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ND Cross Country

Everett: Irish cross country steeped in tradition, history

| Tuesday, September 4, 2018

When the phrase “Notre Dame athletics” is uttered, the Irish cross country program does not often come to mind immediately. Instead, images of Notre Dame football and all its legendary moments dominate the conversation. If not football, then men’s basketball and hockey, as well as other programs that have experienced their share of the national spotlight due to continued success, such as women’s basketball and fencing, come up. The Irish cross country program, however, has played a major role in the history of collegiate running and deserves its share of attention for their consistent success and contribution to the sport.

Anna Mason | The Observer

Irish sophomore distance runner Yared Nuguse looks to pass an opponent down the final straightaway during the Joe Piane Invitational on Sept. 29 at Burke Golf Course.

In the 1920s, in the early days of the sport, when most colleges did not have any sort of official cross country program in place, Notre Dame was one of the first universities to begin an official varsity cross country team. The book “The Complete History of Cross-Country Running” by Andrew Hutchinson details how in 1926 Notre Dame worked alongside the athletic directors and track coaches of Michigan State (a cross country powerhouse at the time) and Marquette in order to establish Central Collegiate Conference. The man who represented Notre Dame in this group and who worked to create and implement the conference was none other than Irish legend Knute Rockne, who at the time had already become nationally recognized for his work with the football team. A major component of this running conference was the creation of the Central Collegiate Conference Cross Country Championship. A decade later, this championship transformed into what is now known as the NCAA Cross Country Championship.

In 1938, the first NCAA championship took place at Michigan State. Notre Dame attended alongside a dozen other schools and raced well in what was a four-mile race, coming in second overall behind Indiana University. However, Notre Dame’s Greg Rice came in first overall with a time of 20:12, becoming the first individual to win the NCAA Cross Country Championship. Four years later, in 1942, Irish runner Oliver Hunter also took home the individual championship, recording a time of 20:18.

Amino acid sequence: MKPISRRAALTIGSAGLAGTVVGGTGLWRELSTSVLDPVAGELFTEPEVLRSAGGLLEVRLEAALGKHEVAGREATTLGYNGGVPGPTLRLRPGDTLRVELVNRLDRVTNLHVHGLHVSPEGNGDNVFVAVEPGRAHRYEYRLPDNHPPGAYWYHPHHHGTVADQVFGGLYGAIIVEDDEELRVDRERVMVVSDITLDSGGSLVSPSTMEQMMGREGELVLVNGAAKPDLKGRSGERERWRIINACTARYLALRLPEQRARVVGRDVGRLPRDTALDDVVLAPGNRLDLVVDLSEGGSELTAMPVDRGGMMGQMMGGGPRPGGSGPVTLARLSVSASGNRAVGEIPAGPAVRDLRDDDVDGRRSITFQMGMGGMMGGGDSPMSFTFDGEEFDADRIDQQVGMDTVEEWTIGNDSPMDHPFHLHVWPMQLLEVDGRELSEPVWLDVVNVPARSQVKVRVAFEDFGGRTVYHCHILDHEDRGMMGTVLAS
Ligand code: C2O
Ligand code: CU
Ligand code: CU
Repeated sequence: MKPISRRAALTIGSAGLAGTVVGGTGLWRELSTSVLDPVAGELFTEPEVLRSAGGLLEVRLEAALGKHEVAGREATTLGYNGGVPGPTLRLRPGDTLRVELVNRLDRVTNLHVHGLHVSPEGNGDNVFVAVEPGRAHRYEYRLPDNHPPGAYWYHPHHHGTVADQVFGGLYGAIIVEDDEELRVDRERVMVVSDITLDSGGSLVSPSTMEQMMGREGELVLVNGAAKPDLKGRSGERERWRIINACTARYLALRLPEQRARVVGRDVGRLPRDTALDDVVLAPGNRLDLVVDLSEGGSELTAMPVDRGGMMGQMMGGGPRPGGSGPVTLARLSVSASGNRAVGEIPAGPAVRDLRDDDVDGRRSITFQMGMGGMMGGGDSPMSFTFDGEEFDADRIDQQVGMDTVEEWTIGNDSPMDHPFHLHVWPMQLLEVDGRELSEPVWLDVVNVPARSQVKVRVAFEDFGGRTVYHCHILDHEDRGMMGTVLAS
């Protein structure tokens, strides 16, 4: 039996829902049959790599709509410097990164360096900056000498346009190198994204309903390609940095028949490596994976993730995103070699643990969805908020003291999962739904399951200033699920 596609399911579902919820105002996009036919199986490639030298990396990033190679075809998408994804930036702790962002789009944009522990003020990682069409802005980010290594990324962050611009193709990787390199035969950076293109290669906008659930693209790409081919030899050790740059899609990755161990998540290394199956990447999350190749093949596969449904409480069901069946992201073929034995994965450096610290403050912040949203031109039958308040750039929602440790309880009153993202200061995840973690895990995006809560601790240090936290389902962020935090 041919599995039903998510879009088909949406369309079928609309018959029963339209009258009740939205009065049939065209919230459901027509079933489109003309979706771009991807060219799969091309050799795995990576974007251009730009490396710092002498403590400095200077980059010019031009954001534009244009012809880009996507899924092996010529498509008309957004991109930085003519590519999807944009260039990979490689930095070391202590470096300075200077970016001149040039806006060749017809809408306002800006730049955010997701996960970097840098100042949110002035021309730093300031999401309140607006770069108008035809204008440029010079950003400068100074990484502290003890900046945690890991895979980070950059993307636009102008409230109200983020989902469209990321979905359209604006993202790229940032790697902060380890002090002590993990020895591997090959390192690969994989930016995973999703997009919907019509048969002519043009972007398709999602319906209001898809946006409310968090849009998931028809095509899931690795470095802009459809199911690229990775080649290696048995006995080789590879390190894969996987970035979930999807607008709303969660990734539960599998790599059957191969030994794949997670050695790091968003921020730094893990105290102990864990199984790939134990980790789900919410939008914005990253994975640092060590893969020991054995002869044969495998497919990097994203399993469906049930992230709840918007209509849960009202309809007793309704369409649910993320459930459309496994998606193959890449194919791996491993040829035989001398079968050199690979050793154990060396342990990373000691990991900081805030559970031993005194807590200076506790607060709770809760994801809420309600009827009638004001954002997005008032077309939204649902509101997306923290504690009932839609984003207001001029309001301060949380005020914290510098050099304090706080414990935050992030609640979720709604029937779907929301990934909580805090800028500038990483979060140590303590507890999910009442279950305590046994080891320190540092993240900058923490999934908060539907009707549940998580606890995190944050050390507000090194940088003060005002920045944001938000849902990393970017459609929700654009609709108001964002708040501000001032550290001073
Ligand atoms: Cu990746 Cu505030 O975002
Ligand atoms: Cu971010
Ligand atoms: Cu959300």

In 1957, the Notre Dame team overcame wintry conditions and won the national championship, narrowly beating the mighty Michigan State by six points.

Next Friday, Sept. 14, Notre Dame will host the National Catholic Invitational at the Burke Golf Course. The Invite is one of the oldest invitationals in the country and is the largest collegiate invite in the nation, attracting around 60 college teams every year. The Invitational was established in 1956 by Notre Dame head coach Alex Wilson and each year features the top talent in the country and high-level competition.

The Notre Dame cross country program has left an indelible mark on both Notre Dame and collegiate cross country history, and remains an important piece of the college cross country landscape today. I recommend everyone to go out to Burke Golf Course next Friday to support the Irish as they begin their season and look to continue on their legacy of excellence.

The views expressed in this column are those of the author and not necessarily those of The Observer.

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